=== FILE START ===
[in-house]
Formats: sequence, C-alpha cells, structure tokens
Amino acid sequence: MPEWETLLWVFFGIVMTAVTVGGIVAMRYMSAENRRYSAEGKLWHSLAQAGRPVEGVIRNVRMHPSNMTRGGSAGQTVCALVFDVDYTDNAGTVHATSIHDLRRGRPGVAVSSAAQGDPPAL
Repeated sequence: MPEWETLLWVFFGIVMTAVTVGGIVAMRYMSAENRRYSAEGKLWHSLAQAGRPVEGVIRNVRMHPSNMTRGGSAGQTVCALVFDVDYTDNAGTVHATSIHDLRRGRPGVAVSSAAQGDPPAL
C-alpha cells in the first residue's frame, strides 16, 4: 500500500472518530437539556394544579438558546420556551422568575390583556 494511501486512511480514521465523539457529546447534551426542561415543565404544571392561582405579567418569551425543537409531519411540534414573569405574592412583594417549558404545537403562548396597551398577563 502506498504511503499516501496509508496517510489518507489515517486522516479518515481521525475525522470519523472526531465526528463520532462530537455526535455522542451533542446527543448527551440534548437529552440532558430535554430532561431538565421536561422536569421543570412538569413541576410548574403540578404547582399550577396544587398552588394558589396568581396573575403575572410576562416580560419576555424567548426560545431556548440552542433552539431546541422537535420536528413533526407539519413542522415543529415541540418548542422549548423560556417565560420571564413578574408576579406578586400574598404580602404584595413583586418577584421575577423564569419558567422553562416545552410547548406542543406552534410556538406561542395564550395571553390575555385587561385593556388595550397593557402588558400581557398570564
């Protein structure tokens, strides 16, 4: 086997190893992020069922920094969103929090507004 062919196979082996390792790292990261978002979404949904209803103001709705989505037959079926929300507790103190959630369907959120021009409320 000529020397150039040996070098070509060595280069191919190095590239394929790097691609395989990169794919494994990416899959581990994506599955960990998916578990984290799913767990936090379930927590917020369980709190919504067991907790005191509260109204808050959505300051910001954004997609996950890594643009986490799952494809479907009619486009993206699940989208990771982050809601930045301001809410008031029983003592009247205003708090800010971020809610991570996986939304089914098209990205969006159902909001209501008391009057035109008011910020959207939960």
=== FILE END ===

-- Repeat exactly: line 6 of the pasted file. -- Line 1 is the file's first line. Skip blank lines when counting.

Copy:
């Protein structure tokens, strides 16, 4: 086997190893992020069922920094969103929090507004 062919196979082996390792790292990261978002979404949904209803103001709705989505037959079926929300507790103190959630369907959120021009409320 000529020397150039040996070098070509060595280069191919190095590239394929790097691609395989990169794919494994990416899959581990994506599955960990998916578990984290799913767990936090379930927590917020369980709190919504067991907790005191509260109204808050959505300051910001954004997609996950890594643009986490799952494809479907009619486009993206699940989208990771982050809601930045301001809410008031029983003592009247205003708090800010971020809610991570996986939304089914098209990205969006159902909001209501008391009057035109008011910020959207939960």